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Baldeon v. Levin Management Corp.

April 9, 2008


On appeal from the Superior Court of New Jersey, Law Division, Hudson County, Docket No. L-3603-05.

Per curiam.


Argued: February 6, 2008

Before Judges Cuff, Lisa and Lihotz.

On December 6, 2003, plaintiff Gladys Baldeon went to a laundromat in a shopping center owned by defendant Levin Management Corporation (Levin). It had snowed heavily during the night and defendant Molfetta Construction (Molfetta) was clearing the snow in the parking lot when plaintiff arrived. Plaintiff fell in the parking lot and severely fractured an ankle.

Following a three-day jury trial, Levin was found thirty percent (30%) liable,*fn1 Molfetta was found sixty percent (60%) liable, and plaintiff was found ten percent (10%) liable for the slip and fall. Plaintiff was awarded $700,000 for pain and suffering and $129,000 for medical bills. The total award of $829,000 was molded to reflect the verdict; the trial judge entered a final judgment of $746,100. Molfetta appeals. We reverse and remand for a new trial.

Levin owns the Union City Shopping Center (Shopping Center) located at 2010 Kennedy Boulevard, Union City. The Shopping Center contains a real estate office, a Hollywood Video, a Subway, and a twenty-four hour laundromat with cash checking services. On November 3, 2003, Levin entered into a contract with Molfetta for snow removal at the Shopping Center. The contract required Molfetta to commence removal when two inches of snow had accumulated. Pursuant to the contract, Molfetta was to report to the property without request or notice from Levin in order to keep the Shopping Center "free and clear of snow, ice, sleet and slush" and in a safe condition. The contract also listed the sequence in which the Shopping Center was to be plowed, described the procedures to be utilized in removing ice, sleet, and slush from the property, and addressed the personnel to be assigned to the task.

It began to snow on December 5, 2003, and by the next morning approximately six inches had accumulated. It is uncontested that on December 6, 2003, Molfetta arrived to plow the parking lot at approximately 6:30 a.m. Plaintiff entered the Shopping Center parking lot at about 8:45 a.m. to do laundry at the laundromat. Plaintiff pulled into a parking space that had already been plowed by Molfetta. She testified that the lines of the space were visible. There was contradictory testimony as to whether a Molfetta employee directed plaintiff to that specific parking area or if she chose that space. Plaintiff claimed that the parking space had been plowed, but was not salted and Molfetta's owner, Michael Nirchio, testified that his employee told him that the area was not salted. Yet, Humberto Gonzalez Rivera, the Molfetta employee driving the plow truck that morning, claimed that the salter attached to the truck salted all areas that he plowed.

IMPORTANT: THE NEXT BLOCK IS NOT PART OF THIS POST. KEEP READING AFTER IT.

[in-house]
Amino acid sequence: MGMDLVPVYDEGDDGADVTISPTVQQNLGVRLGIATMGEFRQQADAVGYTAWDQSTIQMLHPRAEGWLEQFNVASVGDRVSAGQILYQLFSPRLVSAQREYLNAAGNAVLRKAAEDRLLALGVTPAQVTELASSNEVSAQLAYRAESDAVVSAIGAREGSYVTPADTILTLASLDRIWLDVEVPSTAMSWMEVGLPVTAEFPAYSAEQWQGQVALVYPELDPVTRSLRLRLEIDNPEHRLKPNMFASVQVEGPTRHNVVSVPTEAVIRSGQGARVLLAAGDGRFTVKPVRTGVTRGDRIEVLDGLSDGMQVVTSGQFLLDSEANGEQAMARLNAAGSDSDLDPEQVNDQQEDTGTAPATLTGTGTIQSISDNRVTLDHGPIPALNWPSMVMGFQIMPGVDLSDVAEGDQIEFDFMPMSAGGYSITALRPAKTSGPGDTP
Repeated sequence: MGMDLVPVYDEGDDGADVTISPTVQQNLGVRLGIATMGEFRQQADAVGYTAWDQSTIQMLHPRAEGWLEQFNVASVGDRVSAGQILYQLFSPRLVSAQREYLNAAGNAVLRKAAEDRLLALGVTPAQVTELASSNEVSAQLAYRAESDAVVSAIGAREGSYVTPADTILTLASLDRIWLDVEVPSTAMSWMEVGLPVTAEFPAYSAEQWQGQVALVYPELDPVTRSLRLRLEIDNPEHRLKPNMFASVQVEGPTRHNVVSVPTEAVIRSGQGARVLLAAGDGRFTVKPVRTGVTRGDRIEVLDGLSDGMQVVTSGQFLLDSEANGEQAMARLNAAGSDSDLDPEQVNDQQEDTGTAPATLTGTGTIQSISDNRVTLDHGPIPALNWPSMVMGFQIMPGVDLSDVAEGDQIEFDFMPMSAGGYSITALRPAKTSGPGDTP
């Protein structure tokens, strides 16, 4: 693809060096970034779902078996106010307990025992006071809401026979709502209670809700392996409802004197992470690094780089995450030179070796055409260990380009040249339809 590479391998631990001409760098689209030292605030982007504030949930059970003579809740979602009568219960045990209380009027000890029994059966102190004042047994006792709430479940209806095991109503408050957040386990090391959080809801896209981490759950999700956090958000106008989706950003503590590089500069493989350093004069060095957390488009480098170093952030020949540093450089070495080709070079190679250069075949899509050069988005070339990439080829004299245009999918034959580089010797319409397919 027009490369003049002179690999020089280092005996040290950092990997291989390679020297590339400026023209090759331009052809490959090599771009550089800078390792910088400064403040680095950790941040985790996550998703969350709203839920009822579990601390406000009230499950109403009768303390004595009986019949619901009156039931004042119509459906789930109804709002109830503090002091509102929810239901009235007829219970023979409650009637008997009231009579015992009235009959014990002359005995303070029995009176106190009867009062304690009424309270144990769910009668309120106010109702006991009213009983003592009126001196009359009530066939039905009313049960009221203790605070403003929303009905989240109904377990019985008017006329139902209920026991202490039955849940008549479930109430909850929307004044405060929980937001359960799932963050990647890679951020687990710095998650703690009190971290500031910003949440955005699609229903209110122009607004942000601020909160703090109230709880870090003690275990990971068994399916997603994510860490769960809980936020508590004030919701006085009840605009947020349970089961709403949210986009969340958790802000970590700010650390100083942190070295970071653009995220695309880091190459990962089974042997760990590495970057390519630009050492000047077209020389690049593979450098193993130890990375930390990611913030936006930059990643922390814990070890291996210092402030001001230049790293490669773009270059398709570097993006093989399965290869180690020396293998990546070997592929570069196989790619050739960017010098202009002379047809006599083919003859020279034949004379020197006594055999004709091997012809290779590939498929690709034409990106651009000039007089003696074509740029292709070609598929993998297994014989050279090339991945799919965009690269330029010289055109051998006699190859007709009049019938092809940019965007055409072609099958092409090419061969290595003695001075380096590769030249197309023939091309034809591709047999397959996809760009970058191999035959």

Plaintiff exited her vehicle and she slipped and fell as she moved toward the back of her vehicle. Plaintiff testified that she was retrieving her purse from the back seat when she fell due to ice in the parking lot. Molfetta's employee and the police officer, who had reported to the scene of the accident, testified that plaintiff fell while cleaning snow from her car. Molfetta alleged that it was the excess snow from plaintiff's car that caused her to slip.

As a result of the fall, plaintiff suffered a grade two comminuted open fracture of the tibia with chronic osteomyelitis. The open nature of the fracture permitted bacteria to enter into the bones causing a chronic infection at the fracture site. Plaintiff had several surgeries, including the application of an external fixator and a skin graft. Plaintiff suffers from a continuing infection with puss oozing from the site. Her expert testified that there was a high probability that the injury could lead to other medical conditions, such as squamous cell carcinoma.

On appeal, Molfetta contends that it was entitled to summary judgment or a judgment notwithstanding the verdict because its actions did not increase an existing harm or its duty was excused due to the operation of the "storm in progress" rule. In the alternative, Molfetta argues that it is entitled to a new trial because the trial judge erroneously admitted the contract with Levin into evidence and the medical bills covered by personal injury protection (PIP) benefits.

Molfetta argues that it cannot be held liable for plaintiff's injury because at the time of the accident it was still snowing, and because Molfetta had not yet completed the snow removal at the Shopping Center. Section 324A of the Restatement (Second) of Torts governs when a party to a contract may be accountable to a third party for the negligent performance of a contractual undertaking. This section provides:

One who undertakes, gratuitously or for consideration, to render services to another which he should recognize as necessary for the protection of a third person or his things, is subject to liability to the third person for physical harm resulting from his ...

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